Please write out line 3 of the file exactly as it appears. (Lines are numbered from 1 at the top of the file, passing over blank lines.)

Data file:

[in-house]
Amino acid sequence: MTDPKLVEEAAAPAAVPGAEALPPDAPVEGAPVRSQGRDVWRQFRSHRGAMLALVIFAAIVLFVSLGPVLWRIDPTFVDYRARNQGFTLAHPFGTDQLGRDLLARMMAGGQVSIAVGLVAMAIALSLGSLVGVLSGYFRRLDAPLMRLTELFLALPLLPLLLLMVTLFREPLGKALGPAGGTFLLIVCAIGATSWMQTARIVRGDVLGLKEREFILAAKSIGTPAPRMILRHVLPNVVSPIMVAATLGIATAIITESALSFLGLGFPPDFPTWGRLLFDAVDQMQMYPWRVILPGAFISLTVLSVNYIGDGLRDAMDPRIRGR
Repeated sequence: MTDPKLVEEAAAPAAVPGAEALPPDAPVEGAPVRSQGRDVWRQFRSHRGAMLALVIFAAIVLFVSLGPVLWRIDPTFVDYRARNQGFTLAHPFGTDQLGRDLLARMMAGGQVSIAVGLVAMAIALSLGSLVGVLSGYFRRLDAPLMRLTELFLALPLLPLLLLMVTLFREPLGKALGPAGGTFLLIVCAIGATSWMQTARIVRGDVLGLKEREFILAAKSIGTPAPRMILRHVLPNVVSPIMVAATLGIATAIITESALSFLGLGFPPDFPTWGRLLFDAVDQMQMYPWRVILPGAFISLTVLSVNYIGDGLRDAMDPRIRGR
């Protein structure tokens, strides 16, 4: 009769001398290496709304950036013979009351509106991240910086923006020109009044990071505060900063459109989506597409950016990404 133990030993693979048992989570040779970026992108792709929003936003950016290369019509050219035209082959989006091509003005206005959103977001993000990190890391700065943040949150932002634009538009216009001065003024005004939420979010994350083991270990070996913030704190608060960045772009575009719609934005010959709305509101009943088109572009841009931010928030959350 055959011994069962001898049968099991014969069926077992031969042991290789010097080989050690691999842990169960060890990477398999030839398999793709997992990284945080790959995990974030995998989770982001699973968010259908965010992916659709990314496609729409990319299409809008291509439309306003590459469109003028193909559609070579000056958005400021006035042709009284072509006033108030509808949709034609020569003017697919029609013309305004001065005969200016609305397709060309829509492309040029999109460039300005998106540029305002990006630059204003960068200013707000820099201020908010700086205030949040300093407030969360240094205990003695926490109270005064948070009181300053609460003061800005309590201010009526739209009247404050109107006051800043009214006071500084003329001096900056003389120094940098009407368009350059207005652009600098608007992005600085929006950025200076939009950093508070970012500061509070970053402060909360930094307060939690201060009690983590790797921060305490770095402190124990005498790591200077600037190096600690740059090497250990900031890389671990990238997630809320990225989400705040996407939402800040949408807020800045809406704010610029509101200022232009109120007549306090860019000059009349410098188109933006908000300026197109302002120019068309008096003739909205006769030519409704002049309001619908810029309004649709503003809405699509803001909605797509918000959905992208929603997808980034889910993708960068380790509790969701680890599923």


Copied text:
Repeated sequence: MTDPKLVEEAAAPAAVPGAEALPPDAPVEGAPVRSQGRDVWRQFRSHRGAMLALVIFAAIVLFVSLGPVLWRIDPTFVDYRARNQGFTLAHPFGTDQLGRDLLARMMAGGQVSIAVGLVAMAIALSLGSLVGVLSGYFRRLDAPLMRLTELFLALPLLPLLLLMVTLFREPLGKALGPAGGTFLLIVCAIGATSWMQTARIVRGDVLGLKEREFILAAKSIGTPAPRMILRHVLPNVVSPIMVAATLGIATAIITESALSFLGLGFPPDFPTWGRLLFDAVDQMQMYPWRVILPGAFISLTVLSVNYIGDGLRDAMDPRIRGR